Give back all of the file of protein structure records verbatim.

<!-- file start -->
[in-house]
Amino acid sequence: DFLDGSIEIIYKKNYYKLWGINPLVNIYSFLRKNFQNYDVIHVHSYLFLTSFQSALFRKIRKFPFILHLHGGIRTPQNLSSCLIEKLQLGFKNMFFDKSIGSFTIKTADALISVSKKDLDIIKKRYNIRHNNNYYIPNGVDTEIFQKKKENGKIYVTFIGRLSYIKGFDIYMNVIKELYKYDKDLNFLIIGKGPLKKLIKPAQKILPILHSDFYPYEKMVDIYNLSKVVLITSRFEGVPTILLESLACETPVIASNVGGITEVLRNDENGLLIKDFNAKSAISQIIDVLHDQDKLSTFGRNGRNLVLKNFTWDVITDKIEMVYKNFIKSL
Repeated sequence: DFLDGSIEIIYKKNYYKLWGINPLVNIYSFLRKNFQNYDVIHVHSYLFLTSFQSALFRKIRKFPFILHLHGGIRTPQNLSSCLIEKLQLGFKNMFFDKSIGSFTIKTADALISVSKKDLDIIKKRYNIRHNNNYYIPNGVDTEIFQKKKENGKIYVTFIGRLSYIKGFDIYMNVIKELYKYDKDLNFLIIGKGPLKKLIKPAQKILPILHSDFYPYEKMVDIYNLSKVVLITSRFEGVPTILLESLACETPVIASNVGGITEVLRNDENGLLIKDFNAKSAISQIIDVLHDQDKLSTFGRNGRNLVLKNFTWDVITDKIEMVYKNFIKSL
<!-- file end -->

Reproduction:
[in-house]
Amino acid sequence: DFLDGSIEIIYKKNYYKLWGINPLVNIYSFLRKNFQNYDVIHVHSYLFLTSFQSALFRKIRKFPFILHLHGGIRTPQNLSSCLIEKLQLGFKNMFFDKSIGSFTIKTADALISVSKKDLDIIKKRYNIRHNNNYYIPNGVDTEIFQKKKENGKIYVTFIGRLSYIKGFDIYMNVIKELYKYDKDLNFLIIGKGPLKKLIKPAQKILPILHSDFYPYEKMVDIYNLSKVVLITSRFEGVPTILLESLACETPVIASNVGGITEVLRNDENGLLIKDFNAKSAISQIIDVLHDQDKLSTFGRNGRNLVLKNFTWDVITDKIEMVYKNFIKSL
Repeated sequence: DFLDGSIEIIYKKNYYKLWGINPLVNIYSFLRKNFQNYDVIHVHSYLFLTSFQSALFRKIRKFPFILHLHGGIRTPQNLSSCLIEKLQLGFKNMFFDKSIGSFTIKTADALISVSKKDLDIIKKRYNIRHNNNYYIPNGVDTEIFQKKKENGKIYVTFIGRLSYIKGFDIYMNVIKELYKYDKDLNFLIIGKGPLKKLIKPAQKILPILHSDFYPYEKMVDIYNLSKVVLITSRFEGVPTILLESLACETPVIASNVGGITEVLRNDENGLLIKDFNAKSAISQIIDVLHDQDKLSTFGRNGRNLVLKNFTWDVITDKIEMVYKNFIKSL